Sam's Fairfield Button-Up

HelenHelen's Makes, Menswear23 Comments

Sam’s Fairfield Button Up

Sam wearing a Fairfield button up in a black and green plaid cotton shirting fabric.

I’m excited to welcome Sam back to the blog to showcase one of the handmade gifts I gave him for Christmas 2020! I actually wrapped it up and gave it to him slightly unfinished, but it was a good thing I did because we ended up deciding to take it in a bit and reposition the pockets. It also took me a little while to finish up the buttons and buttonholes, but now the shirt is done and he can finally wear it! 

Sam models a men's button up shirt pattern.
Sam in a plaid cotton button up shirt. This men's sewing pattern has a separate block drafted for larger figures.

This is the Thread Theory Fairfield Button Up shirt in plaid cotton shirting from Blackbird Fabrics a few years back. I actually have a Kalle button up in the same fabric, and this is not the first time I have made Sam this shirt pattern either. This time we lengthened it for his height and preference (he loves a long button up) and I did a few muslins to nail the fit for him before investing time in this plaid matching. I really like this pattern because it actually comes with a block drafted for folks with larger figures, so that was a good jumping off point for Sam’s shirt. It’s well drafted and the instructions are aces.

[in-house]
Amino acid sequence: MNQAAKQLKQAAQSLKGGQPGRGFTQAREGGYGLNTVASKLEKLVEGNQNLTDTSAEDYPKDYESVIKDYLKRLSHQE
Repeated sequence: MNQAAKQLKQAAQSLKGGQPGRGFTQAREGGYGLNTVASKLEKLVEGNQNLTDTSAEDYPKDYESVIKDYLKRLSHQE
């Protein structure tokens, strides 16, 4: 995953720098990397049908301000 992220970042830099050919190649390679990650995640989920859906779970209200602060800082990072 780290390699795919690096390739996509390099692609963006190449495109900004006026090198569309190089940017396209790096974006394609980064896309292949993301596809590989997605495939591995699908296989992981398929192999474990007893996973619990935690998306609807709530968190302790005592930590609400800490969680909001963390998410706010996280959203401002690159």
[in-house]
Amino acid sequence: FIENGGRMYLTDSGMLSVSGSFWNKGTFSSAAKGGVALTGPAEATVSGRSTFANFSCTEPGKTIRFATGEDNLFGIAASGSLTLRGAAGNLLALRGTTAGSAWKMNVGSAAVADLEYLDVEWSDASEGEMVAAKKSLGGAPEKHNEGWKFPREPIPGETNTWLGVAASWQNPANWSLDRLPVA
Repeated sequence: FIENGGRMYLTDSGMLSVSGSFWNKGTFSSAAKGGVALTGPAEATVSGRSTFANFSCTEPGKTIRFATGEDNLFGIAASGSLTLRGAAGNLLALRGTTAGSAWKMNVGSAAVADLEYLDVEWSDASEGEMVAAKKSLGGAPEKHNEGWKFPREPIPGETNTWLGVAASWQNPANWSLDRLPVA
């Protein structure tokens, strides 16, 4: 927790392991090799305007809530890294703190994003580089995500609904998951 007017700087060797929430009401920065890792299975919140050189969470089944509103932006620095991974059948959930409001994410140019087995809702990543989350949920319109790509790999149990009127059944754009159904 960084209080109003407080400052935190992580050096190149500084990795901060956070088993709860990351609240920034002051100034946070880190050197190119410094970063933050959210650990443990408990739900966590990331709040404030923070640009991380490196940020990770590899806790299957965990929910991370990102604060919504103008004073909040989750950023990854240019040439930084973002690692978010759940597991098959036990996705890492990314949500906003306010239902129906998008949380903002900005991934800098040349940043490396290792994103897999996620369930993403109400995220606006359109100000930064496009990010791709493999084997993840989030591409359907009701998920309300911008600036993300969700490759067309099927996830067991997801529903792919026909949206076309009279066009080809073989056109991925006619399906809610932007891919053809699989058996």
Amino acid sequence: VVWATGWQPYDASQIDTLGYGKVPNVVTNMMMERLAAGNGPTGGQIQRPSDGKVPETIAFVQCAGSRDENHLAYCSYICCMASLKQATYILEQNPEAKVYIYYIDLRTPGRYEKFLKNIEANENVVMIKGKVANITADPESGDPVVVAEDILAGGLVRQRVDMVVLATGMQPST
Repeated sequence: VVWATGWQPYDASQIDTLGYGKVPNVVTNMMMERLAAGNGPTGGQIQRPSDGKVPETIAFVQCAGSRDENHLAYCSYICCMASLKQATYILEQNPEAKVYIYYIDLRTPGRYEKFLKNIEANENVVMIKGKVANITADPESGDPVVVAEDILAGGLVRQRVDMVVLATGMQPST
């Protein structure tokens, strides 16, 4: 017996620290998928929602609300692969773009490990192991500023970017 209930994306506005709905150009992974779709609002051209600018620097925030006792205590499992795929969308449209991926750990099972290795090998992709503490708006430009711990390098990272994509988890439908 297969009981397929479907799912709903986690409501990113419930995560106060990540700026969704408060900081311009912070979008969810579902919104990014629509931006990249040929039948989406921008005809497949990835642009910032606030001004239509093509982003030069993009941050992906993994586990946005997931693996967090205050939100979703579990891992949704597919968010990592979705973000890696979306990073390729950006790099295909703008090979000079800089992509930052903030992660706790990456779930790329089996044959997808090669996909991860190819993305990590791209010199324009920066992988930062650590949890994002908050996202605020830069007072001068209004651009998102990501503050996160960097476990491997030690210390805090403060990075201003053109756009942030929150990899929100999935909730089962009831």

Sam's Fairfield button up shirt viewed from the side.

I’m so happy with how this shirt turned out! Sam has a broad chest so it was important to us that this shirt didn’t gape and pull in the front. He also likes to roll up his sleeves to the elbow, so I made sure that the sleeves were not too tight so he could comfortably do this without cutting off any circulation. 

Men's button up shirt sewing pattern, the Fairfield button up.

It was really fun to work with this beautiful shirting and match the plaid across the front. The secret is finding the center front on the pattern and making sure you line that up on the same place in the print for both right and left shirt fronts. In this pattern’s case, the placket is built into the shirt front (which I LOVE). If there is a separate placket piece on your pattern, pattern matching can be a little bit harder, but you also have the option to cut it on the cross grain or bias like I did here on my Kalle shirt. 

Helen wearing a Kalle Tunic in plaid cotton shirting fabric. Cutting a button placket on the bias makes pattern matching easier!
Men's shirt pattern with the back yoke cut on the bias.